Modeling pedestrian behavior and decision making has dominantly relied on rational choice models, especially discrete choice models. These models, however, may not be appropriate for modeling the decision processes because they assume unrealistic cognitive and computational abilities of decision makers. Actually, people often use simplifying strategies or decision heuristics for complex decision problems in environments such as shopping streets. The theory of bounded rationality provides a more realistic basis for modeling these kinds of decision problems. Although models of bounded rationality have been studied for a long time, there are no applications in pedestrian research. Most research on bounded rationality has focused on the non-compensatory nature of the decision process or on the characteristics of strategy selection behavior, while other aspects such as factor selection, the coexistence of multiple strategies and integrated frameworks for these aspects have not received much attention yet. This paper therefore proposes such an integrated modeling framework which simultaneously deals with eliciting heterogeneous decision heuristics and the choice of decision heuristic. In addition, we propose an empirical framework for modeling pedestrian decisions including the go-home decision, direction choice decision, rest decision, and store patronage decision. The bounded rationality model is applied to these choice facets. For illustration, a dataset about pedestrian shopping behavior was collected in a shopping street in Shanghai, China. The model estimation results include pedestrians’ preference structures and the probabilities of information search under different search sequences. Estimated parameters are reasonable, providing evidence of the validity of the proposed model. Results indicate that pedestrians tend to use simplified strategies for making satisficing decisions, and tend to search more information for comparative decisions. The predictive validity of the framework is tested using multi-agent simulation. The simulated aggregated spatio-temporal distributions of agent behavior are compared with observed pedestrian behavior. The results are satisfactory in general, however, with some under- and overestimation. Possible reasons are discussed.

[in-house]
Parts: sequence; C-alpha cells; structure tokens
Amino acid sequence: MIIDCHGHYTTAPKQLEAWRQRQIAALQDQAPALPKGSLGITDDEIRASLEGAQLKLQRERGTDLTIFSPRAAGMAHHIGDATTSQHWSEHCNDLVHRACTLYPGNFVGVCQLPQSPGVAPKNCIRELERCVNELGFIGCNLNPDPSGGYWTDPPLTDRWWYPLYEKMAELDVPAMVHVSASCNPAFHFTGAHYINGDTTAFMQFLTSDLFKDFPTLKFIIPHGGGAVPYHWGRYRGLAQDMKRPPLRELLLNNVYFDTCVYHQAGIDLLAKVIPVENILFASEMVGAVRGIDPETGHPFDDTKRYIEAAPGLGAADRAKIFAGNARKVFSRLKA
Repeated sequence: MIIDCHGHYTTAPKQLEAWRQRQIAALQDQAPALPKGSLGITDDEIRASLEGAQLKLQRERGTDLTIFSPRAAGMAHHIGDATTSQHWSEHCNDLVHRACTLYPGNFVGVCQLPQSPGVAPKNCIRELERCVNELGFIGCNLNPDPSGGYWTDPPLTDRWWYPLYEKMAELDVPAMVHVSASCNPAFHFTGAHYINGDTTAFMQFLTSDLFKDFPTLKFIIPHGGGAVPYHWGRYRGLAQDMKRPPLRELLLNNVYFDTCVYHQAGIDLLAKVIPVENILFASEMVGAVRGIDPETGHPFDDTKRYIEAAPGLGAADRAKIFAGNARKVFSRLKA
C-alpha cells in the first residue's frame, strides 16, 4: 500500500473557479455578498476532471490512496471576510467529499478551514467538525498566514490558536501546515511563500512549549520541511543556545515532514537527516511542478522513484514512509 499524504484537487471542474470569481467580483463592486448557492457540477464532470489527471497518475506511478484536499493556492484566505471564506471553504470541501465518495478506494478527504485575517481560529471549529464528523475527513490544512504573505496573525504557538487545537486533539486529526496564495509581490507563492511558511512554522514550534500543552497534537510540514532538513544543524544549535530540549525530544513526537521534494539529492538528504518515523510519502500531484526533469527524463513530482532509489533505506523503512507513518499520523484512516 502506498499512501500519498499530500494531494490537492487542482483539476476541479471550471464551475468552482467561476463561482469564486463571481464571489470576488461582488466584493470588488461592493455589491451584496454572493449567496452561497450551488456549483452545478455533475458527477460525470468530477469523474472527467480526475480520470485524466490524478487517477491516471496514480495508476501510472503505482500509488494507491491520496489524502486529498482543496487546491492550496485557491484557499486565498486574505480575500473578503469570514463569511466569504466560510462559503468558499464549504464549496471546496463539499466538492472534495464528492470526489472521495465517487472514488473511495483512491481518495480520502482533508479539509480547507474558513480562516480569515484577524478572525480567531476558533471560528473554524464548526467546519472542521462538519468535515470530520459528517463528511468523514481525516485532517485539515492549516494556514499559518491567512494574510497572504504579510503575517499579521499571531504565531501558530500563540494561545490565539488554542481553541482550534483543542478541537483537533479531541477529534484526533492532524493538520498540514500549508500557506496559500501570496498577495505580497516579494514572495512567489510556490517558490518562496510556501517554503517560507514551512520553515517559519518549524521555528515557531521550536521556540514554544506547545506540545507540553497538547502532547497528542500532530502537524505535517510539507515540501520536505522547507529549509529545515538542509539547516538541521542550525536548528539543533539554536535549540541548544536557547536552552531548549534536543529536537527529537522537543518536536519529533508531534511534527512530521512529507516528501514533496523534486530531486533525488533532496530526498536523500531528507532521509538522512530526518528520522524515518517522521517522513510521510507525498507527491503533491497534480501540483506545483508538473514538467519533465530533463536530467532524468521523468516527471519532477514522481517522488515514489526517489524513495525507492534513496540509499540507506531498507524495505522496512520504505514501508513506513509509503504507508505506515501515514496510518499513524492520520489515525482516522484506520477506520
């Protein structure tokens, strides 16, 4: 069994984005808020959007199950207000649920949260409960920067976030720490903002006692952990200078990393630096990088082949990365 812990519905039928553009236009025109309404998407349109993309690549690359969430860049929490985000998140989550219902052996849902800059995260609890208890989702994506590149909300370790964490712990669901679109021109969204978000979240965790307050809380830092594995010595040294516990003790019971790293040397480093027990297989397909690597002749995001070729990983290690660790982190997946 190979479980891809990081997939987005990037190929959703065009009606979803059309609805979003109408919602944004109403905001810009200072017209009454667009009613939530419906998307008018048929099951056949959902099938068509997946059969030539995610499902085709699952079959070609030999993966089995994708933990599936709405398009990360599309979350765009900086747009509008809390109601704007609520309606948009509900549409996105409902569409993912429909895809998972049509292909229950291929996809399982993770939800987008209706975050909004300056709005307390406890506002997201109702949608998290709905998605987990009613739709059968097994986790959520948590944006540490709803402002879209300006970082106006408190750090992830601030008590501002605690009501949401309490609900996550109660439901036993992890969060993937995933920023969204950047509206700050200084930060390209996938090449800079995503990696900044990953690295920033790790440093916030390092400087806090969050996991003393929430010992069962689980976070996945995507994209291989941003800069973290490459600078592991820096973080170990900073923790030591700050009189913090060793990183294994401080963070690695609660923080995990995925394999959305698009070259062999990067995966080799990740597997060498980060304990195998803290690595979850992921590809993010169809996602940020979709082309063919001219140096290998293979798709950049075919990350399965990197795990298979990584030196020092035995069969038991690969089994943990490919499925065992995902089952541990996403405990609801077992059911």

|Title of host publication||Pedestrian Behavior Models, Data Collection and Applications|
|Place of Publication||Bingley|
|Publisher||Emerald Group Publishing Ltd.|
|Number of pages||360|
|Publication status||Published - 2009|